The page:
This is a very broad position to take towards a profession of skilled individuals. In my position working in a surgical ICU I have had to over-rule an uncountable number of quite "legal" physician orders that would have had certain catastrophic results. With the number of new drugs, synthetically produced human products, and other biotech innovations it is impossible for physicians to keep up with everything. Granted the current bill addresses a very different specific scope; however your sweeping statements are ignorent.
Average Near Eastside Guy

AOL

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#22
Jan 21, 2008
 
Justification wrote:
<quoted text>
You suggest a pharmacist simply refuse to hand out the medication if they feel this way. The problem is that pharmacists have been fired for doing so, specifically with this type of medication. That is the point of this law.
Also, to reply to some of the posts about how it is not the responsibility of the pharmacist to override a doctor's decision, pharmacists have been fired and/or PUT IN JAIL for filling medications which harmed/killed patients or fueled an addiction. According to the United States court system, they have an equal amount of legal responsibility as the doctor and face the same consequences. This is why a number of other laws affecting pharmacy, including OBRA '90 which requires the offer of counseling for each new prescription/patient, are in place.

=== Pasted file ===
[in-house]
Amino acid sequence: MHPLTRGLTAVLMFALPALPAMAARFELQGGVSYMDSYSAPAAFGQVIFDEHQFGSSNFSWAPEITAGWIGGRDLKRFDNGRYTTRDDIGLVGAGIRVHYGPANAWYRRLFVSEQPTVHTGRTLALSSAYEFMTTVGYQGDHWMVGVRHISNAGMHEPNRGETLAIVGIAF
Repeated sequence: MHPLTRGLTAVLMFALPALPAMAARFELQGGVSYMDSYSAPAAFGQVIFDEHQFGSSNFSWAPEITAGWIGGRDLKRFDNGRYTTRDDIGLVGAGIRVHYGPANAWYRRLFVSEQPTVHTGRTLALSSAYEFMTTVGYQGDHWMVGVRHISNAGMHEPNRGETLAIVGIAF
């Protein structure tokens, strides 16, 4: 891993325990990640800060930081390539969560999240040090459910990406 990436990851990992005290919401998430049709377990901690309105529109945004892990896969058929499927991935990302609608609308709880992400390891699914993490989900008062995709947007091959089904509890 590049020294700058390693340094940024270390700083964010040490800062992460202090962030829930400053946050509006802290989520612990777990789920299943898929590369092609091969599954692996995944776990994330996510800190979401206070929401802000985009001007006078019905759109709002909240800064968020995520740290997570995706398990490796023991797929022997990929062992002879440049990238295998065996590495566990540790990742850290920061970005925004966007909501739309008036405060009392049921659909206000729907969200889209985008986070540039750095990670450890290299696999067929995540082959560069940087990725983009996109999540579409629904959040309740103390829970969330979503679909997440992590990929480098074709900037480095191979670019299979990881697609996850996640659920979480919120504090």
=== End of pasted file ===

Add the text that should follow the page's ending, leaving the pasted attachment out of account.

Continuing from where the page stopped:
As well they should be fired. Its called not doing your job. Pharmacists are not there to impose their moral judgement on others but rather fill the prescriptions of the customers. If they oppose any medication it is their option to not take it. What seems to be missed is what kind of precedent this sets for others to impose their religious beliefs. What about the other pharmacists, possibly the same ones, who want to refuse to hand out birth control pills? Does it also extend to condoms? What about in the small towns where options for alternative places to go are slim to none. It is conceivable that massive sections of N & S Dakota, Kansas, Idaho, Utah and even large areas of Indiana, would be a black out of not only morning after, but also "day Before" birth control, condoms and others. What about the teachers in these areas who refuse to teach responsible sex education. This is a self perpetuating nightmare. And all perpetuated by the same religious fundies.